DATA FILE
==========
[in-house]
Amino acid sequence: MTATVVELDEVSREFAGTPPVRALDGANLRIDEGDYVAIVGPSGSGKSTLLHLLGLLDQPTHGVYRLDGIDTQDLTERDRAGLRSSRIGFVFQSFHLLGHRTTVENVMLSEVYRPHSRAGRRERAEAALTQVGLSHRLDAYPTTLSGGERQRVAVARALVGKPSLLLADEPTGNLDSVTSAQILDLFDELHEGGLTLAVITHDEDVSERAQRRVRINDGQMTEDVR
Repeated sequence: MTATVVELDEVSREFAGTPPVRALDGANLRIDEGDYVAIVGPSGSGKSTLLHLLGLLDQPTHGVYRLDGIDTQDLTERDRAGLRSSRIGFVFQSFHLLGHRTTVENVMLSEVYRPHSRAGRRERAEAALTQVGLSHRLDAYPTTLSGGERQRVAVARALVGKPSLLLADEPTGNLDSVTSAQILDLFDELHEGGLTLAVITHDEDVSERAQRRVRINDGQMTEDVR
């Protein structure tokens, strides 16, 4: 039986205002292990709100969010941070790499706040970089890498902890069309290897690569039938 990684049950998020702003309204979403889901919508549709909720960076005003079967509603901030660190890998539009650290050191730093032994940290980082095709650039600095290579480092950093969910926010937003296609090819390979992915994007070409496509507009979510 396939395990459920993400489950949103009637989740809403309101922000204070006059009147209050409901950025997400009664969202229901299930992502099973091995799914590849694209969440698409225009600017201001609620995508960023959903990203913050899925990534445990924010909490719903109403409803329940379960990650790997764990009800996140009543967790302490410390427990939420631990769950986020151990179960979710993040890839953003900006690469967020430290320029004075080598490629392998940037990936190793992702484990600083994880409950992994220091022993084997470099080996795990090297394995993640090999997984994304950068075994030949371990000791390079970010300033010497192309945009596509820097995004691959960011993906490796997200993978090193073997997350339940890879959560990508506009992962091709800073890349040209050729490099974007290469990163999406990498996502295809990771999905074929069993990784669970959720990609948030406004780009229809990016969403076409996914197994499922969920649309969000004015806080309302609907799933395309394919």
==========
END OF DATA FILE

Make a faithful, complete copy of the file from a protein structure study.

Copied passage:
[in-house]
Amino acid sequence: MTATVVELDEVSREFAGTPPVRALDGANLRIDEGDYVAIVGPSGSGKSTLLHLLGLLDQPTHGVYRLDGIDTQDLTERDRAGLRSSRIGFVFQSFHLLGHRTTVENVMLSEVYRPHSRAGRRERAEAALTQVGLSHRLDAYPTTLSGGERQRVAVARALVGKPSLLLADEPTGNLDSVTSAQILDLFDELHEGGLTLAVITHDEDVSERAQRRVRINDGQMTEDVR
Repeated sequence: MTATVVELDEVSREFAGTPPVRALDGANLRIDEGDYVAIVGPSGSGKSTLLHLLGLLDQPTHGVYRLDGIDTQDLTERDRAGLRSSRIGFVFQSFHLLGHRTTVENVMLSEVYRPHSRAGRRERAEAALTQVGLSHRLDAYPTTLSGGERQRVAVARALVGKPSLLLADEPTGNLDSVTSAQILDLFDELHEGGLTLAVITHDEDVSERAQRRVRINDGQMTEDVR
């Protein structure tokens, strides 16, 4: 039986205002292990709100969010941070790499706040970089890498902890069309290897690569039938 990684049950998020702003309204979403889901919508549709909720960076005003079967509603901030660190890998539009650290050191730093032994940290980082095709650039600095290579480092950093969910926010937003296609090819390979992915994007070409496509507009979510 396939395990459920993400489950949103009637989740809403309101922000204070006059009147209050409901950025997400009664969202229901299930992502099973091995799914590849694209969440698409225009600017201001609620995508960023959903990203913050899925990534445990924010909490719903109403409803329940379960990650790997764990009800996140009543967790302490410390427990939420631990769950986020151990179960979710993040890839953003900006690469967020430290320029004075080598490629392998940037990936190793992702484990600083994880409950992994220091022993084997470099080996795990090297394995993640090999997984994304950068075994030949371990000791390079970010300033010497192309945009596509820097995004691959960011993906490796997200993978090193073997997350339940890879959560990508506009992962091709800073890349040209050729490099974007290469990163999406990498996502295809990771999905074929069993990784669970959720990609948030406004780009229809990016969403076409996914197994499922969920649309969000004015806080309302609907799933395309394919």